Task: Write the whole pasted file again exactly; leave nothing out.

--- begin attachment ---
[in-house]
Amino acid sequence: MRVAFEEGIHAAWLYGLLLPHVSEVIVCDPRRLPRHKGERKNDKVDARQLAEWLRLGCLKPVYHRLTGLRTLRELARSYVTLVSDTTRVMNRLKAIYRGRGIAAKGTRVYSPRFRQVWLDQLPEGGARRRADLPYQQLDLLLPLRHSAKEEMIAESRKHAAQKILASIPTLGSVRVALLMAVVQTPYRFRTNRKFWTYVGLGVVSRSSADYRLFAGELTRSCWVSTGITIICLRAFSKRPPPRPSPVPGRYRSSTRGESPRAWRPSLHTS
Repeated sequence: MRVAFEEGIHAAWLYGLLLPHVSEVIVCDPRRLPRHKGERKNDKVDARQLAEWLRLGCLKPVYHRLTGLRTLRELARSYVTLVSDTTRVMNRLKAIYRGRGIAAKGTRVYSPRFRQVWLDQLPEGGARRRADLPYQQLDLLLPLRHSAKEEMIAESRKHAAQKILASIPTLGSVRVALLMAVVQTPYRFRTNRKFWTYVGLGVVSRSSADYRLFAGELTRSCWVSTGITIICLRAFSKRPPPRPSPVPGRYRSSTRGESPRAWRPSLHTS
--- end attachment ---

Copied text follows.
[in-house]
Amino acid sequence: MRVAFEEGIHAAWLYGLLLPHVSEVIVCDPRRLPRHKGERKNDKVDARQLAEWLRLGCLKPVYHRLTGLRTLRELARSYVTLVSDTTRVMNRLKAIYRGRGIAAKGTRVYSPRFRQVWLDQLPEGGARRRADLPYQQLDLLLPLRHSAKEEMIAESRKHAAQKILASIPTLGSVRVALLMAVVQTPYRFRTNRKFWTYVGLGVVSRSSADYRLFAGELTRSCWVSTGITIICLRAFSKRPPPRPSPVPGRYRSSTRGESPRAWRPSLHTS
Repeated sequence: MRVAFEEGIHAAWLYGLLLPHVSEVIVCDPRRLPRHKGERKNDKVDARQLAEWLRLGCLKPVYHRLTGLRTLRELARSYVTLVSDTTRVMNRLKAIYRGRGIAAKGTRVYSPRFRQVWLDQLPEGGARRRADLPYQQLDLLLPLRHSAKEEMIAESRKHAAQKILASIPTLGSVRVALLMAVVQTPYRFRTNRKFWTYVGLGVVSRSSADYRLFAGELTRSCWVSTGITIICLRAFSKRPPPRPSPVPGRYRSSTRGESPRAWRPSLHTS